DNA Shows Human-Ape Links, Differences
ROBERT SIEGEL, host:
A new genetic analysis confirmed something that Charles Darwin suggested more than a century ago: Humans and chimps have a lot in common. This analysis comes from the first detailed reading of the chimpanzee genome. Scientists say studying the genes of an ape will help them understand what it means to be human. NPR's Jon Hamilton reports.
JON HAMILTON reporting:
Scientists unveiled the chimp genome at a press conference today. Eric Lander of MIT and the Broad Institute says the new genetic sequence makes one thing very clear.
Mr. ERIC LANDER (MIT; Broad Institute): Humans and chimps are remarkably similar. If we line up the DNA letters, at the positions where they can be aligned--were 99 percent identical, only one letter difference out of a hundred between humans and chimps.
HAMILTON: That still leaves 40 million differences, though that's not a lot in genetic terms. Lander says a mouse and a rat are about 10 times more different genetically than a chimp and a human.
Mr. LANDER: Charles Darwin couldn't have asked for a more spectacular confirmation of his very controversial prediction back in 1871 that the great apes were our closest relatives.
HAMILTON: It took more than 60 researchers to complete the genetic sequence of the chimpanzee. They used DNA from an ape named Clint. Unfortunately, Clint died of a heart problem before his DNA could make him famous. He was 24.
Scientists have been waiting eagerly for the chimpanzee sequence. An early draft showed how humans and chimps are alike, but Lander says this version offers something even more valuable.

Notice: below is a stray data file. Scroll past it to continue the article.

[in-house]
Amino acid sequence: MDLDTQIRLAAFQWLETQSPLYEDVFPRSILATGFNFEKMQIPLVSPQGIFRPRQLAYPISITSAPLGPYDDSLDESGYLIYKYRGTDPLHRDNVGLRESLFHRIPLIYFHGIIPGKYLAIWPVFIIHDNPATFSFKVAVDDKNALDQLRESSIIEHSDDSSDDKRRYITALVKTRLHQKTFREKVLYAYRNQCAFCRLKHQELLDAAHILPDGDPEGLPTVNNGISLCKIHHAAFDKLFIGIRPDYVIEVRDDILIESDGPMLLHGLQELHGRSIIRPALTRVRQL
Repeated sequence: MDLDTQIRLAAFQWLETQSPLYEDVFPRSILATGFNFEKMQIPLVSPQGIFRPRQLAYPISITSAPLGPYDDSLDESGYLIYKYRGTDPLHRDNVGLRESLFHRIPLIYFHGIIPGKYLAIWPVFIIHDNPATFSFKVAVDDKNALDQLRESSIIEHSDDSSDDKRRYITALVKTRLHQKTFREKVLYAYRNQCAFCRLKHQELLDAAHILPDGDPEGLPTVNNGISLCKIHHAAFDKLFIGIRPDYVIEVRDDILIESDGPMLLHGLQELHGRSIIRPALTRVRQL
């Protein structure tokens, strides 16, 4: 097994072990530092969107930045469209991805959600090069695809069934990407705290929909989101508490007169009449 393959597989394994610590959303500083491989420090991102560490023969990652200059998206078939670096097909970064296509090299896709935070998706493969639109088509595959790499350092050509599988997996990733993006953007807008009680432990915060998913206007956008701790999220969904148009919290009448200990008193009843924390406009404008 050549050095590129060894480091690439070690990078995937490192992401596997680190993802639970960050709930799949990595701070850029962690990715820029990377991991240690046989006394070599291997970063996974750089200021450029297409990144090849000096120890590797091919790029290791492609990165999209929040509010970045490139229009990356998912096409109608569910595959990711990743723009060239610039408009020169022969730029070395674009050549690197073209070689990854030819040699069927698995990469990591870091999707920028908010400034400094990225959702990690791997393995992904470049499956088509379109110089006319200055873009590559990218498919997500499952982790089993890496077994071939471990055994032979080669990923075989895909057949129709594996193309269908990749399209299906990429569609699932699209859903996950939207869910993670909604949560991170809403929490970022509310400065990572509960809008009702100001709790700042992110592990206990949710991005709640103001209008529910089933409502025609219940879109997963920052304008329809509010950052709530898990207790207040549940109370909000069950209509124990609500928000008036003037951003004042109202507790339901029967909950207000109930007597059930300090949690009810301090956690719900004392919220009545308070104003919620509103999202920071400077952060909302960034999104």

Mr. LANDER: For the first time we've now laid out on the table the whole menu of genetic differences between humans and chimps. And it's an open invitation to scientists studying medicine to be able to home in on those unique aspects of the human species and understand how they give us our unique physiology, our unique responses to disease, our unique susceptibilities and some of our unique behavioral traits.
HAMILTON: That's the big picture. But medical researchers hope the chimp genome will also answer some highly specific questions. Francis Collins directs the National Human Genome Research Institute at the NIH. He says one of those questions has to do with cancer.
Mr. FRANCIS COLLINS (Director, National Human Genome Research Institute, NIH): Chimps don't get cancer at the same level that humans do. We don't know why that is. So being able to compare the genomes letter by letter to try to understand those differences and how we might capitalize on them to improve medicine was one of the main reasons to do this study.
HAMILTON: Collins says scientists have already found one genetic difference that could add to their understanding of Alzheimer's disease. The difference involves a gene called caspase-12. It's involved in the degeneration of brain cells. In humans, caspase-12 is turned off, but Collins says no one knew if that was unusual.
Mr. COLLINS: We've thought for some time, well, that might be something that's true of lots of organisms. It looks like it's just true of us because the chimpanzee has a functioning version of that gene, and chimps don't seem to get Alzheimer's, at least not as far as we know, at the level that we do. So maybe there's a connection there.
HAMILTON: The chimp genome also is helping scientists figure out how humans are changing. Lander says chimps and humans took different genetic paths about six million years ago.
Mr. LANDER: Darwin is still at work. Species are still evolving in response to environments as they change. Our environment is certainly not fixed in any way. It's been changed over the last tens of thousands of years by civilization and diet and infectious disease, as it's being changed today, for example, with the AIDS epidemic in Africa. And genomes still respond.
HAMILTON: So far scientists have identified several types of genes that are changing faster in both humans and chimps than in other animals. These include genes involved in perceiving sound and transmitting nerve signals. The research on the chimpanzee genome appears in the journals Nature and Science. Jon Hamilton, NPR News, Washington.
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